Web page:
The total payments made for the“second purchase” covering Lots 1731 and 1732 was P8,910,260.00, which is the subject of the present controversy.  After receiving these payments, Solis disappeared and never showed up again at the NMP. Palomo even sent Solis three letters dated March 4, 1998,[29] August 11, 1998,[30] and September 30, 1998,[31] to follow up the approved extrajudicial partition of estate, location and/or subdivision plan, reconstitution of owners’ copy and signing of Deed of Absolute Sale. Under the Contract to Sell, the submission of said documents was made a condition for payment of the balance, being necessary for the transfer and registration of said properties in the name of NMP.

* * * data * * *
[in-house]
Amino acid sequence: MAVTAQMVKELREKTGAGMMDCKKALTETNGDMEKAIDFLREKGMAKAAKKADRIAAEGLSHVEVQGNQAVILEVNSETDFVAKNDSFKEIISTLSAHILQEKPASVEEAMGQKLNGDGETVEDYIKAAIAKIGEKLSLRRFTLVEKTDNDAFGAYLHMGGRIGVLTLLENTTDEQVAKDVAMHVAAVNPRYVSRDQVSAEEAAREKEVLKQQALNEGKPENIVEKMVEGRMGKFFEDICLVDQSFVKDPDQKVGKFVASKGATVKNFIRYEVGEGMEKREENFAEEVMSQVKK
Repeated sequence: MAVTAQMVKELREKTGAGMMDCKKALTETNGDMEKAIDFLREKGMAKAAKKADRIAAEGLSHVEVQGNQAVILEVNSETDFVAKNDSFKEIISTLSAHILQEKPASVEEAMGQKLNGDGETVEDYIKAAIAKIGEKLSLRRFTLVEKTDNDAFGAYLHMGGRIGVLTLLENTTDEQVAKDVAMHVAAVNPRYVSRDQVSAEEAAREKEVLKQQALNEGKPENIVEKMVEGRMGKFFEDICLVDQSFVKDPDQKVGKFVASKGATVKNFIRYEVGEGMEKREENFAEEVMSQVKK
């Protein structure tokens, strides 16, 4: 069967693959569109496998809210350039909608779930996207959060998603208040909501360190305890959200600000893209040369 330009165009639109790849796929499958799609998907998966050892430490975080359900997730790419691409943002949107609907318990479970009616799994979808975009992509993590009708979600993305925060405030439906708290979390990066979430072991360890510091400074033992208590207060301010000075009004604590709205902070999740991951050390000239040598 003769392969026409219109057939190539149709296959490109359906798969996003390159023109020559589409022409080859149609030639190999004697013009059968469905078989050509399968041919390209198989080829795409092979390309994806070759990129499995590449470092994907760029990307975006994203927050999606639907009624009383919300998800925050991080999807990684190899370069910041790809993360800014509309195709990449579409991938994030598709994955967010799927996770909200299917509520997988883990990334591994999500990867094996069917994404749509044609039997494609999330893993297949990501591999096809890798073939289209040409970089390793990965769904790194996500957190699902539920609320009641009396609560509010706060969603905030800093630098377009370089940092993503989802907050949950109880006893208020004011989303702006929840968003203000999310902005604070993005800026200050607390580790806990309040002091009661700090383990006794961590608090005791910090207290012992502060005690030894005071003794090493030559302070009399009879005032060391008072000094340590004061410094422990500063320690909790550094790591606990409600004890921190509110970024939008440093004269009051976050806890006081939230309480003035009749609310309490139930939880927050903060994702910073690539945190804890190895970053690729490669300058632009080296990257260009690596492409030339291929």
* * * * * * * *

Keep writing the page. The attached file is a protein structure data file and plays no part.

As no reply was received from Solis, Palomo sought the assistance of the Office of the Solicitor General (OSG) and informed the latter of the inability to locate Solis.The OSG then inquired with the Philippine Consulate General in Los Angeles, California as to the genuineness and authenticity of the SPA that was executed by Urbano Jimenez, et al. authorizing Teresita Trinidad to sell Lots 1731 and 1732. In a letter[32] dated June 11, 1999, Vice Consul Bello stated that the SPA executed by Urbano Jimenez, et al. and shown to NMP was fake. According to Vice Consul Bello, when the Consulate searched its files for 1996, they found an SPA authorizing the sale of Lots 1731 and 1732 but it was not the same as the instrument given to NMP. The genuine SPA[33] for said properties, bearing the same date, O.R. No., Service No., Document No. and Page No. but without wet seal, was executed by Gloria Potente, Marylu Lupisan and Susan Abundo authorizing